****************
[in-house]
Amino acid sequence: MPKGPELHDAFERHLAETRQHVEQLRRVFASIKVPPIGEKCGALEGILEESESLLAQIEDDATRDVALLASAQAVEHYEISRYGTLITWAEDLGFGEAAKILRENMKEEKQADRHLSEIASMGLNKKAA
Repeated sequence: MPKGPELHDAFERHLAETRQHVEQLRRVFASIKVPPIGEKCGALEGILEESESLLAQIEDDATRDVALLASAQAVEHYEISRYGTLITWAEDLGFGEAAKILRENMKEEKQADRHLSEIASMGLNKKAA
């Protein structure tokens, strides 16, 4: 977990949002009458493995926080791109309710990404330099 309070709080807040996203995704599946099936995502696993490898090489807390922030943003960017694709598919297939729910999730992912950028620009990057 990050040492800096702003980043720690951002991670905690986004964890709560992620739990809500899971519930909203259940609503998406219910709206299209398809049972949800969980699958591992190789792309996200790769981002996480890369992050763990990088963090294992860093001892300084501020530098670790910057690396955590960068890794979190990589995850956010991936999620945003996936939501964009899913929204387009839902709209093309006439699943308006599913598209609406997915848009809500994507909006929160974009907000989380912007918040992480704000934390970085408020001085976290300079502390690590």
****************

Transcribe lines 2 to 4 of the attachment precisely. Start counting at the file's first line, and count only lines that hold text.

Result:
Amino acid sequence: MPKGPELHDAFERHLAETRQHVEQLRRVFASIKVPPIGEKCGALEGILEESESLLAQIEDDATRDVALLASAQAVEHYEISRYGTLITWAEDLGFGEAAKILRENMKEEKQADRHLSEIASMGLNKKAA
Repeated sequence: MPKGPELHDAFERHLAETRQHVEQLRRVFASIKVPPIGEKCGALEGILEESESLLAQIEDDATRDVALLASAQAVEHYEISRYGTLITWAEDLGFGEAAKILRENMKEEKQADRHLSEIASMGLNKKAA
């Protein structure tokens, strides 16, 4: 977990949002009458493995926080791109309710990404330099 309070709080807040996203995704599946099936995502696993490898090489807390922030943003960017694709598919297939729910999730992912950028620009990057 990050040492800096702003980043720690951002991670905690986004964890709560992620739990809500899971519930909203259940609503998406219910709206299209398809049972949800969980699958591992190789792309996200790769981002996480890369992050763990990088963090294992860093001892300084501020530098670790910057690396955590960068890794979190990589995850956010991936999620945003996936939501964009899913929204387009839902709209093309006439699943308006599913598209609406997915848009809500994507909006929160974009907000989380912007918040992480704000934390970085408020001085976290300079502390690590």